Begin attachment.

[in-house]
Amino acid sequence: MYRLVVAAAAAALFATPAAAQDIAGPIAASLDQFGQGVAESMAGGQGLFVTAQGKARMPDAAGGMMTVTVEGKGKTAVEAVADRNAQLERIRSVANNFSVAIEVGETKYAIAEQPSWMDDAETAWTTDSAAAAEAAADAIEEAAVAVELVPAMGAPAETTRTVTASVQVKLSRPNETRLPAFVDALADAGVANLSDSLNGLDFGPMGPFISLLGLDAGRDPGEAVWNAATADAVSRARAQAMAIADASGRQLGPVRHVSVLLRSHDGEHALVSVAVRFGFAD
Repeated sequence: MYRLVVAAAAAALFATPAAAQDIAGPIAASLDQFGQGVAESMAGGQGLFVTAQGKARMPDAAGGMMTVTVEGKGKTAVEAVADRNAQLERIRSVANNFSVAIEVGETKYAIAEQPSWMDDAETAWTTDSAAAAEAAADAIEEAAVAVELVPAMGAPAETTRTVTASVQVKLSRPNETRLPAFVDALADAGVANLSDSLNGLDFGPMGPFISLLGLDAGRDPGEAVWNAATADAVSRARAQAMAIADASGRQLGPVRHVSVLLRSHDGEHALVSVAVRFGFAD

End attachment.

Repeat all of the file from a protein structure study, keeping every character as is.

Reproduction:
[in-house]
Amino acid sequence: MYRLVVAAAAAALFATPAAAQDIAGPIAASLDQFGQGVAESMAGGQGLFVTAQGKARMPDAAGGMMTVTVEGKGKTAVEAVADRNAQLERIRSVANNFSVAIEVGETKYAIAEQPSWMDDAETAWTTDSAAAAEAAADAIEEAAVAVELVPAMGAPAETTRTVTASVQVKLSRPNETRLPAFVDALADAGVANLSDSLNGLDFGPMGPFISLLGLDAGRDPGEAVWNAATADAVSRARAQAMAIADASGRQLGPVRHVSVLLRSHDGEHALVSVAVRFGFAD
Repeated sequence: MYRLVVAAAAAALFATPAAAQDIAGPIAASLDQFGQGVAESMAGGQGLFVTAQGKARMPDAAGGMMTVTVEGKGKTAVEAVADRNAQLERIRSVANNFSVAIEVGETKYAIAEQPSWMDDAETAWTTDSAAAAEAAADAIEEAAVAVELVPAMGAPAETTRTVTASVQVKLSRPNETRLPAFVDALADAGVANLSDSLNGLDFGPMGPFISLLGLDAGRDPGEAVWNAATADAVSRARAQAMAIADASGRQLGPVRHVSVLLRSHDGEHALVSVAVRFGFAD